When Not to Exercise

Are you too sick, tired, or sore to work out -- or are you slacking off?

From the WebMD Archives

Exercise does the body good, but it's not always a good idea. Some aches and pains can make working out a definite no-no. Knowing when to work out or when to wait it out can be perplexing.

“The key is to be able to listen to your body and the cues it is giving you and decide if exercise is right at that time,” says Katie Rothstein, MS, a Cleveland Clinic exercise physiologist.

Should you just do it, or call in sick to the gym? Here's some expert advice.

You've Got a Fever

Stay home and rest. A fever shows that the body’s immune system is battling an infection -- and doesn't need to deal with stress from exercise on top of that, explains Stephen Rice, MD, PhD, a fellow of the American College of Sports Medicine and the director of the Jersey Shore University Medical Center in Neptune, N.J. If you exercise anyway, be alert for overheating and  dehydration, since body fluids decrease when you have a fever. You probably also won't get a great workout, since a fever boosts your resting  heart rate, which leads to a less effective workout.

You've Got a Cold

A cold can make you miserable, but it doesn't rule out exercise. Experts say moderate-intensity workouts are OK when you have a common cold. If you go to a gym when you have a cold, use hand sanitizer and wipe off any surfaces you touch so you don’t contaminate your gym buddies. The bottom line: It's understandable if you choose to take it easy, but exercising with a cold doesn't seem to make you sicker.

You've Got the Flu

Head to your sofa, not the gym. Skip your workout until you recover. With the flu comes a fever, so heed the rule not to exercise when you have a fever.

You Had a Recent Asthma Flare-up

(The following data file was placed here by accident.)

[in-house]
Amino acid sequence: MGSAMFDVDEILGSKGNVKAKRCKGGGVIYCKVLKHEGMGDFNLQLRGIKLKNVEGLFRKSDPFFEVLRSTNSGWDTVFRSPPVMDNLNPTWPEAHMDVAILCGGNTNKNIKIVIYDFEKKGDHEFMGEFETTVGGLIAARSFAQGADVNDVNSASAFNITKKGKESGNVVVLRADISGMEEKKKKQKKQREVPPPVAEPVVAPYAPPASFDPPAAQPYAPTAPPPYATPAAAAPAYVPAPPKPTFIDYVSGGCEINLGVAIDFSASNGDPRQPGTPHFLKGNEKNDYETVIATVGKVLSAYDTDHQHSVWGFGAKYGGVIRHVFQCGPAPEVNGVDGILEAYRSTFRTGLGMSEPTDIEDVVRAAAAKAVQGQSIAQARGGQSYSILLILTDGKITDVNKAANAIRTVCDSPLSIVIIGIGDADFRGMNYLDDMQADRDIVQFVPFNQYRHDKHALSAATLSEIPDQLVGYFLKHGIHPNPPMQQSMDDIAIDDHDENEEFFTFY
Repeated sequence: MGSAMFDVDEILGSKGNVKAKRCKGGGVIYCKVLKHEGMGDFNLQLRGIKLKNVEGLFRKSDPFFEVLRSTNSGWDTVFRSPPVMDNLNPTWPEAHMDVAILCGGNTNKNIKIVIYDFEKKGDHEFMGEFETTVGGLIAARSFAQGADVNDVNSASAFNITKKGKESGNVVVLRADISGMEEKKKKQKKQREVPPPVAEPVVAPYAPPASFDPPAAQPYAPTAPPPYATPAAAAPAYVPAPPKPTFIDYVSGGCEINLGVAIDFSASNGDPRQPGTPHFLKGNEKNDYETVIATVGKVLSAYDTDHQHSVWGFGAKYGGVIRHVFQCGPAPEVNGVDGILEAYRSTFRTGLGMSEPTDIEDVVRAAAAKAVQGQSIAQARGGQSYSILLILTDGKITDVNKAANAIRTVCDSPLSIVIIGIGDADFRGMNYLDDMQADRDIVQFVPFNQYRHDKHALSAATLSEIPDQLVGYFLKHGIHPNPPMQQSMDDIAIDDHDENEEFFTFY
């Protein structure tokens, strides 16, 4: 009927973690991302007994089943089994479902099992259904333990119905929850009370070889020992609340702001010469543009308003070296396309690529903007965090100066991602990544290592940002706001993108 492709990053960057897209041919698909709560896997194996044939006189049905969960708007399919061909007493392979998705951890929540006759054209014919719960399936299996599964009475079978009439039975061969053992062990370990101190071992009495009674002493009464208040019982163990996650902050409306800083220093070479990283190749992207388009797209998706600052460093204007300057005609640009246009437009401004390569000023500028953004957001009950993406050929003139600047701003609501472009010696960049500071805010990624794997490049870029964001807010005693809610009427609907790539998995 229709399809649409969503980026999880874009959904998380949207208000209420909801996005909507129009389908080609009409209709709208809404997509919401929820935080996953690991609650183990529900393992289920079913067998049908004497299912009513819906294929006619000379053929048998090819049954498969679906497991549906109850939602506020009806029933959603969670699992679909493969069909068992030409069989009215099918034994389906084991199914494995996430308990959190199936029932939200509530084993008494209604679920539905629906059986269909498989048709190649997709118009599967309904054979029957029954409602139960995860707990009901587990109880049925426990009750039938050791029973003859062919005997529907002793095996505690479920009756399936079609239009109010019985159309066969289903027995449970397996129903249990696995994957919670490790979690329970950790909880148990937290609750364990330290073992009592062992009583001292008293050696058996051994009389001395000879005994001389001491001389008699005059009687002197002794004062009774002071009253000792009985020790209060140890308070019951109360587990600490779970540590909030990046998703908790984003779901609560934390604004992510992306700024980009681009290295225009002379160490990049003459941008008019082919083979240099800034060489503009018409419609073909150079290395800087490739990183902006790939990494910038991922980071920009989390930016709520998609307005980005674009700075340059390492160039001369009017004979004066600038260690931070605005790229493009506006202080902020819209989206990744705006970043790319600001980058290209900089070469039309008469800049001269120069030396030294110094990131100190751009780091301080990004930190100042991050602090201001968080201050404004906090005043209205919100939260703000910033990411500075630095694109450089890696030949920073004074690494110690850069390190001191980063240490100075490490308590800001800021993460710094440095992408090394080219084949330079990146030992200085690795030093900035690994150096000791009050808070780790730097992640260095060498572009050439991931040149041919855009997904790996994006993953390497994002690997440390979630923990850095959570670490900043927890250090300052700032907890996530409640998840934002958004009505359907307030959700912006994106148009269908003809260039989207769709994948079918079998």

If the flare-up was due to a respiratory infection, skip your workout for a few days and see a doctor if symptoms persist. Otherwise, if your doctor has said exercise is safe for you, and your asthma is well-controlled, it may be appropriate to work out. Be sure to start slowly and warm up for 10 minutes. Low-to-moderate intensity, intermittent exercise, or indoor  swimming may be better choices if you have exercise-induced asthma. During your workout, stop exercising if you can't catch your breath or feel tired and weak. Always have a treatment plan in place. That may mean taking your  inhaler to the gym or even using it prior to exercise.


You Recently Had a Concussion

Do not exercise or participate in any sport until your doctor says it is safe to do so -- even if you feel OK. A concussion is a traumatic brain injury, and your brain needs to heal properly. “If another  head injury occurs due to exercise before the [concussion] has healed, the brain is put at an increased risk of swelling and potential catastrophic damage,” Rice says.

Your Old Sports Injury Is Bothering You

Skip the workout and see your doctor. This is usually not a good sign, especially if you have pain during activity, Rice says. Sudden pain requires immediate medical attention.

You Didn't Sleep Last Night and Now You're Too Tired to Exercise

Get out of bed and get moving. “A morning workout may be just what you need after a restless night to boost your energy level and get you ready for the day,” Rothstein says. But if you're always fatigued -- not just a bit tired, but to the point of not being able to function -- skip the workout and see your doctor. Extreme or persistent fatigue can be a sign of illness.

You Felt a Sharp Pain the Last Time You Worked Out

Do not work out until you see a doctor to rule out an injury. If you exercise anyway, you may make the injury worse. “Although it is expected to feel soreness after you work out, it is never OK to feel pain,” Rice says.

Your Back Hurts

Take it easy for a few days and see if your back feels better. Pay attention to what makes the pain better or worse: Does bending or twisting cause you to squirm or say ouch? Try to avoid those movements to promote healing, Rothstein says. If your pain continues or interferes with your daily activities, see your doctor.

Your Muscles Are Sore